By asking “what is religious nationalism” we realize that “what is Christian nationalism” is just one version of the issue.

It can make itself at home anywhere – in many lands and religious traditions.  The important part after all is not the moral and spiritual foundations of the specific religion. Those things are cynically manipulated or ignored, the symbols and terminology of the faith appropriated so “the faith” can be put to the service of some “nationalism” or racism or whatever-kind-of-chauvinism they want – often many wrapped together.

But it’s energy is universal;

  • it comes from human arrogance,
  • nursing of grievances real and imagined,
  • ignorance,
  • violence,
  • domination theories, a drive to dominate others,
  • maybe the ultimate form of bullying with all the trappings culture and state power can provide.

It becomes deadly, not because of the religious connections, but because the practitioners subvert the religions, eviscerate the moral guts of the religions. Then you can do anything. It’s for “the Fatherland” or Jesus or some prophet, or some temporary messiah, or “the faith”.  Or whatever.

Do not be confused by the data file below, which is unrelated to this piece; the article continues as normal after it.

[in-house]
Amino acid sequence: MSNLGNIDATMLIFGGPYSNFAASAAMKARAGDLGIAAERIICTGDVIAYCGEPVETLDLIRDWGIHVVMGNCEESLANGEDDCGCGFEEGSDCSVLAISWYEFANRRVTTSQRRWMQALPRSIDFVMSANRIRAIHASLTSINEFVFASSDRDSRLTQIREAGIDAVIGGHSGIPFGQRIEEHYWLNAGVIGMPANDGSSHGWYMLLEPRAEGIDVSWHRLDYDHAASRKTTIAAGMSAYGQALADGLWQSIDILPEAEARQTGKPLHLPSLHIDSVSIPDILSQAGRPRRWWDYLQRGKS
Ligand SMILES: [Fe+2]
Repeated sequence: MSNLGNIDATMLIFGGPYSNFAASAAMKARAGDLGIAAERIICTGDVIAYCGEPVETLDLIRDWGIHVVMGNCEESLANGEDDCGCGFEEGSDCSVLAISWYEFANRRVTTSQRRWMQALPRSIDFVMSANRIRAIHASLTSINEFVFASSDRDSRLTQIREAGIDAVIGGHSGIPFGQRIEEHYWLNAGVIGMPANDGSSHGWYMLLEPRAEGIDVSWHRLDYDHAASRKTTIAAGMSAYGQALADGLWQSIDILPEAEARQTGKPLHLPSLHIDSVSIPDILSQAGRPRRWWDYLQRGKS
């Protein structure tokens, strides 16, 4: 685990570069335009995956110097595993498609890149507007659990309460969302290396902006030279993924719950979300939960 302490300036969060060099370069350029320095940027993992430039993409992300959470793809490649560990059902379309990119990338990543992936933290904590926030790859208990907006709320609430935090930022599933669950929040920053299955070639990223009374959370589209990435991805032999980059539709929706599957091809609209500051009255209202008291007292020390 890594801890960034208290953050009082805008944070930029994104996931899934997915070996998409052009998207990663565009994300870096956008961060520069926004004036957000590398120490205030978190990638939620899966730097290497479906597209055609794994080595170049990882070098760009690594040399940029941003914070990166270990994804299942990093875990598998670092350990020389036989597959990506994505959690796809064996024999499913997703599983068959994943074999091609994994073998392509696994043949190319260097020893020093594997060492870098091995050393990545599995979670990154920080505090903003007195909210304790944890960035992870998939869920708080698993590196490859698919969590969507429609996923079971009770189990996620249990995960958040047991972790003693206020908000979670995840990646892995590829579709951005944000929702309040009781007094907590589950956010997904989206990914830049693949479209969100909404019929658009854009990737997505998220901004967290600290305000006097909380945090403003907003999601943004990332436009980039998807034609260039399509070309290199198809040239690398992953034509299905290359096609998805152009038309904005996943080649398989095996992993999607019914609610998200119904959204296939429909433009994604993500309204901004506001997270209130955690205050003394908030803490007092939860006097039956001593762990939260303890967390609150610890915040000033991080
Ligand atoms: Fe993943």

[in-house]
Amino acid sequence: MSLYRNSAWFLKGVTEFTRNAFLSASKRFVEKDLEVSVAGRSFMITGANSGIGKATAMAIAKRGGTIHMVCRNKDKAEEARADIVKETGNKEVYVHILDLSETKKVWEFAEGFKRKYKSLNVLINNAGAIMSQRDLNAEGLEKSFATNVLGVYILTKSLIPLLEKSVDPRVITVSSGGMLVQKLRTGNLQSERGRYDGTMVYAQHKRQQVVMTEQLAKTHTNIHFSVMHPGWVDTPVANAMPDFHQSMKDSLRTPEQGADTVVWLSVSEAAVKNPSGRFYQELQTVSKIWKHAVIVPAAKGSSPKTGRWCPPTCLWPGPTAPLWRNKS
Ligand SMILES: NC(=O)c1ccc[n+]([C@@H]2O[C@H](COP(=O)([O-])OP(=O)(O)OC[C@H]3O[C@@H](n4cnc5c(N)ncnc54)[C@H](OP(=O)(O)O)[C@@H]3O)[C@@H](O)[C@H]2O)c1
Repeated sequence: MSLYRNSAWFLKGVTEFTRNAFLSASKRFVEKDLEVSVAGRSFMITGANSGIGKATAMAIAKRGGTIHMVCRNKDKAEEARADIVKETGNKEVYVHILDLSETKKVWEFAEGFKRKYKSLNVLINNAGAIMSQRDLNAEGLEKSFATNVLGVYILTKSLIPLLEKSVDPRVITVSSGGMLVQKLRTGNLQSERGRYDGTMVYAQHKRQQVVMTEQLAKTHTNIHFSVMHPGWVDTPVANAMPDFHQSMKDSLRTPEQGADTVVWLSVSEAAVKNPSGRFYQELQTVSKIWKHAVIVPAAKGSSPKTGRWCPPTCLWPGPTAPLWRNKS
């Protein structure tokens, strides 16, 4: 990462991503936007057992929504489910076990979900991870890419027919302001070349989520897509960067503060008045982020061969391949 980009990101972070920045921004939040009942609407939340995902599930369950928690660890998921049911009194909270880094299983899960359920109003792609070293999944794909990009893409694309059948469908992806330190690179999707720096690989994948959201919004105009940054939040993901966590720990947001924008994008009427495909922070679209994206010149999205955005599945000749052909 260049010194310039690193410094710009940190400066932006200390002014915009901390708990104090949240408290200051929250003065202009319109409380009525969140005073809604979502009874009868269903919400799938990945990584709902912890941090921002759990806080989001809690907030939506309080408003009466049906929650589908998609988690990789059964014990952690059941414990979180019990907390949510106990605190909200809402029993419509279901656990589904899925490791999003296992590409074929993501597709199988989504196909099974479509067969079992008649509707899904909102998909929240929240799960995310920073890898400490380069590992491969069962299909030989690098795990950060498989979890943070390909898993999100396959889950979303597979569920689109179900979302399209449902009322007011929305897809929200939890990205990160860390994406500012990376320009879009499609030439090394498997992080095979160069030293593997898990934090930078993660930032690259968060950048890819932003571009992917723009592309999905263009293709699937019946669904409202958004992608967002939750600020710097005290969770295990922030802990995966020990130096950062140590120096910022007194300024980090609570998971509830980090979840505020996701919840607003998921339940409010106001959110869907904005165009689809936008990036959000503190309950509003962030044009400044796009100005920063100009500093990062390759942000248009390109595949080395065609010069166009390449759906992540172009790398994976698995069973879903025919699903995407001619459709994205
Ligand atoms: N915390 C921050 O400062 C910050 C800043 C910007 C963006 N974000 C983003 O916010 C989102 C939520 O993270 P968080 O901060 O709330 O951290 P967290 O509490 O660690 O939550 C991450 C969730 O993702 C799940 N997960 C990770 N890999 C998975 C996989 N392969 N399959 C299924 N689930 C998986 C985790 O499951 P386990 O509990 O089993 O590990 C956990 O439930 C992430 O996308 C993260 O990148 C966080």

So it is very apparent to a lot of informed and thoughtful people – people who are concerned about the faithful representation of the teachings and person of Christ – that this so-called “Christian” nationalist movement should not use that first word, “Christian.” It seems, at least as they would practice it, you have to be one or the other – Christian or nationalist.  And if you choose the wrong one you become dangerous to yourself and everyone else.

Regarding “What Is Christian Nationalism?” SEE ALSO: